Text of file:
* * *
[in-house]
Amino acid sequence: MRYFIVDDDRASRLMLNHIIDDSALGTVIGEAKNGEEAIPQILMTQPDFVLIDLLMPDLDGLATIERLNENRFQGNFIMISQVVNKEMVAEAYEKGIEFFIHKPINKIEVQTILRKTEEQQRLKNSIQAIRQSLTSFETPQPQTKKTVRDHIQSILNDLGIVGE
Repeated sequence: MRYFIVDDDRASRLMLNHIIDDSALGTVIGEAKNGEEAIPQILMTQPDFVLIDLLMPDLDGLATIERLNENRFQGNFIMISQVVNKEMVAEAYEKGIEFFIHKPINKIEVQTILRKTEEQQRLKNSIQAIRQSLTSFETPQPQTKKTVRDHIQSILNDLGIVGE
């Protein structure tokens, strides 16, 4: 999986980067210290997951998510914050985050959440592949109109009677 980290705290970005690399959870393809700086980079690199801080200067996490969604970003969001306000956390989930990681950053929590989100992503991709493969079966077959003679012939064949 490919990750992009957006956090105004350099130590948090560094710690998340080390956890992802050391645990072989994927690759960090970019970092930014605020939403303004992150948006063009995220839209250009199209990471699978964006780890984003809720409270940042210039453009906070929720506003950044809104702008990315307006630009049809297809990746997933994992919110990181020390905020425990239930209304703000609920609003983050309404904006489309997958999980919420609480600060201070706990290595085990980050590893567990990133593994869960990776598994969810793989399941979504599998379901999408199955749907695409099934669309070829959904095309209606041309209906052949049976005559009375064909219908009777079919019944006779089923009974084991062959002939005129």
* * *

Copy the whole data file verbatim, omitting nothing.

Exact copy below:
[in-house]
Amino acid sequence: MRYFIVDDDRASRLMLNHIIDDSALGTVIGEAKNGEEAIPQILMTQPDFVLIDLLMPDLDGLATIERLNENRFQGNFIMISQVVNKEMVAEAYEKGIEFFIHKPINKIEVQTILRKTEEQQRLKNSIQAIRQSLTSFETPQPQTKKTVRDHIQSILNDLGIVGE
Repeated sequence: MRYFIVDDDRASRLMLNHIIDDSALGTVIGEAKNGEEAIPQILMTQPDFVLIDLLMPDLDGLATIERLNENRFQGNFIMISQVVNKEMVAEAYEKGIEFFIHKPINKIEVQTILRKTEEQQRLKNSIQAIRQSLTSFETPQPQTKKTVRDHIQSILNDLGIVGE
């Protein structure tokens, strides 16, 4: 999986980067210290997951998510914050985050959440592949109109009677 980290705290970005690399959870393809700086980079690199801080200067996490969604970003969001306000956390989930990681950053929590989100992503991709493969079966077959003679012939064949 490919990750992009957006956090105004350099130590948090560094710690998340080390956890992802050391645990072989994927690759960090970019970092930014605020939403303004992150948006063009995220839209250009199209990471699978964006780890984003809720409270940042210039453009906070929720506003950044809104702008990315307006630009049809297809990746997933994992919110990181020390905020425990239930209304703000609920609003983050309404904006489309997958999980919420609480600060201070706990290595085990980050590893567990990133593994869960990776598994969810793989399941979504599998379901999408199955749907695409099934669309070829959904095309209606041309209906052949049976005559009375064909219908009777079919019944006779089923009974084991062959002939005129």